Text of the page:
First. That it appears from the complaint, and the contracts attached thereto and made parts thereof, that Catawba agreed to pay Wilson, or his estate, 30% of such commissions as might be paid to Catawba by Bowling Green; that the contract between Catawba and Wilson provided that it should remain in effect so long as the contract between Bowling Green and Catawba remains in effect, and that the contract between Catawba and Wilson further provided, however, should the contract between Bowling Green and Catawba be cancelled, then their contract shall no longer be effective; that the contract between Bowling Green and Catawba was cancelled in September 1953, and Catawba has paid Wilson, or his estate, 30% of all commissions received by it through October 1953, and therefore plaintiff has stated no cause of action. This contention ignores the provision of the Sales Agreement between Bowling Green and Catawba that this Sales Agreement shall continue in effect so long as Catawba and Wilson, or his executors, administrators, etc., own the majority of the outstanding capital stock of Bowling Green, and that the complaint alleges they still own a majority of such stock. Since Wilson, or his executors, administrators, etc., are direct beneficiaries of this Sales Agreement, reading the three contracts together to carry out their intent and meaning, Catawba and Bowling Green could not cancel it without the consent of Wilson, or his executors, administrators, etc., and the complaint alleges they have never consented to the cancellation.

Second. That the complaint has not alleged that defendant has been paid one cent for commissions since October 1953. If Catawba has received no commissions since October 1953, because it has cancelled the Sales Agreement between Bowling Green and itself without the consent of Wilson, or his executors, administrators, *241 etc., this ground of the demurrer as to plaintiff's second cause of action is bad.

Third. The substance of this ground is that there is nothing in the contract between Wilson and Catawba to prevent Catawba from cancelling the Sales Agreement between Bowling Green and itself, that the contract between Catawba and Bowling Green has been cancelled, and that the contract between Catawba and Wilson provides that should the Sales Agreement between the two corporations be cancelled, then the contract between Catawba and Wilson, or his estate, shall no longer be effective.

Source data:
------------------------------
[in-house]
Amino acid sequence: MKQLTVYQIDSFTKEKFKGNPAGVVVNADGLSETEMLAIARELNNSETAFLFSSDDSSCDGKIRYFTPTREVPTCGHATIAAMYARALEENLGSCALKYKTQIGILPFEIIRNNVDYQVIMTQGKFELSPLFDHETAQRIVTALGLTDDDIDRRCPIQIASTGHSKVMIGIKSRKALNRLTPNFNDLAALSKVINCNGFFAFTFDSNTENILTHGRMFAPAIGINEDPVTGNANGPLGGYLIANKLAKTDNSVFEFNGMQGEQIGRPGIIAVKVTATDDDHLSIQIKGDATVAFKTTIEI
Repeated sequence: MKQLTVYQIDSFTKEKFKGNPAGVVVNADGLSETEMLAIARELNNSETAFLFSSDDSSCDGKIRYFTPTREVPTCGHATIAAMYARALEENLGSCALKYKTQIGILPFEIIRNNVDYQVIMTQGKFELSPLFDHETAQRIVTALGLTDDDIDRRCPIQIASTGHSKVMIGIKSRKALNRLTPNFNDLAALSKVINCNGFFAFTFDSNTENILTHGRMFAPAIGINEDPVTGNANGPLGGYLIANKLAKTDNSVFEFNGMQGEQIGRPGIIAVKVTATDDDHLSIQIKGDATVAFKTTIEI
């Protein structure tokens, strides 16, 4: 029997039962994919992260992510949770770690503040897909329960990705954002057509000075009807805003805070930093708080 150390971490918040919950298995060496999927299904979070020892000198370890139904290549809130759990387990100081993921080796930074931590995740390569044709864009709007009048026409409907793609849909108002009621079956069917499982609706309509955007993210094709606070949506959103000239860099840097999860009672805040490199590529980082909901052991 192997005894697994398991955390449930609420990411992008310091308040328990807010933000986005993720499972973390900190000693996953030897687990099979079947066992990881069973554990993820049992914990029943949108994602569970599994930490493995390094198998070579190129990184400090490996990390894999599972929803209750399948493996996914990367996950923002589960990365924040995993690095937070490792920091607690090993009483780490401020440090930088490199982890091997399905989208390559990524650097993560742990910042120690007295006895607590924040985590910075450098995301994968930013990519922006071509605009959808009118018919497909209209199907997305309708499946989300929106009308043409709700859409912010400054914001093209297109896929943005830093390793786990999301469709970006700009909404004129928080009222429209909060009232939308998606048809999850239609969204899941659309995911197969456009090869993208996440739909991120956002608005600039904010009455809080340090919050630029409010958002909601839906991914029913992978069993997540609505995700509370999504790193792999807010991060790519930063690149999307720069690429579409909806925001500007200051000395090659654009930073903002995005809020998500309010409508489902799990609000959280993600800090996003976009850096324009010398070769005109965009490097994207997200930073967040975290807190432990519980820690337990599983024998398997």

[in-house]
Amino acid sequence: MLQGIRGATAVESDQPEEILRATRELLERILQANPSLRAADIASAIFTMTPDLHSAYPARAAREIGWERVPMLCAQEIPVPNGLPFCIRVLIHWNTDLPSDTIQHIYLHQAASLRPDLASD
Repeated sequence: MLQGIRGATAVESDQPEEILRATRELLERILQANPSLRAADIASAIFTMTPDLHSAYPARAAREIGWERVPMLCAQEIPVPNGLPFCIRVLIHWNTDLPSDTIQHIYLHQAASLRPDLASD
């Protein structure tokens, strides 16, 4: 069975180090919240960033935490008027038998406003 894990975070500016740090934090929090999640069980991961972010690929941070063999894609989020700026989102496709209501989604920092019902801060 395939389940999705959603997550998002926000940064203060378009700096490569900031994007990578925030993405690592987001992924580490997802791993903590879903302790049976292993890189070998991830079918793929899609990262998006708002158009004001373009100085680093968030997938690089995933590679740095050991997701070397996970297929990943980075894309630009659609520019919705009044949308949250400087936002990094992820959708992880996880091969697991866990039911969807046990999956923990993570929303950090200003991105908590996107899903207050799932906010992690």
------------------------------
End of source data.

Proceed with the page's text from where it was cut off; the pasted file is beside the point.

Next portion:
Fourth. That it appears from the complaint that whatever rights, if any, the plaintiff has against this defendant in connection with the monies herein sued for, are bottomed upon the contract between Catawba and Wilson, and upon the facts alleged, the complaint negatives the plaintiff's right to recover.

What we have said under the first ground of the demurrer answers the third and fourth grounds of the demurrer.

The grounds of the demurrer as to the Second Cause of Action are substantially the same as those to the First Cause of Action.

The defendant contends in its brief that the Management and Voting Control Agreement between Catawba and Wilson is invalid. Defendant's demurrer does not specify this as a ground of objection. G.S. § 1-128 states: "The demurrer must distinctly specify the grounds of objection to the complaint, or it may be disregarded." This Court said in Love v. Chatham County Com'rs, 64 N.C. 706: "* * * Every demurrer is special, and must distinctly specify the ground of objection to the complaint. It is so easy to specify the ground of objection that the Court is not disposed to relax the rule." Defendant has not presented the alleged invalidity of the Management and Voting Control Agreement for decision.

Plaintiff has stated two good causes of action in the alternative in order to meet different aspects of the evidence. First, plaintiff has alleged a good cause of action to recover monies from Catawba due under existing contracts. Second, plaintiff has alleged a good cause of action in the alternative to recover damages for breach of contracts by Catawba, if the Sales Agreement between Bowling Green and Catawba has been cancelled by the parties thereto without the consent of Wilson, or his executors, administrators, etc., the Sales Agreement having been accepted and acted upon by them.

The judgment of the lower court overruling the demurrer as to both causes of action is

Affirmed.

DENNY, J., took no part in the consideration or decision of this case.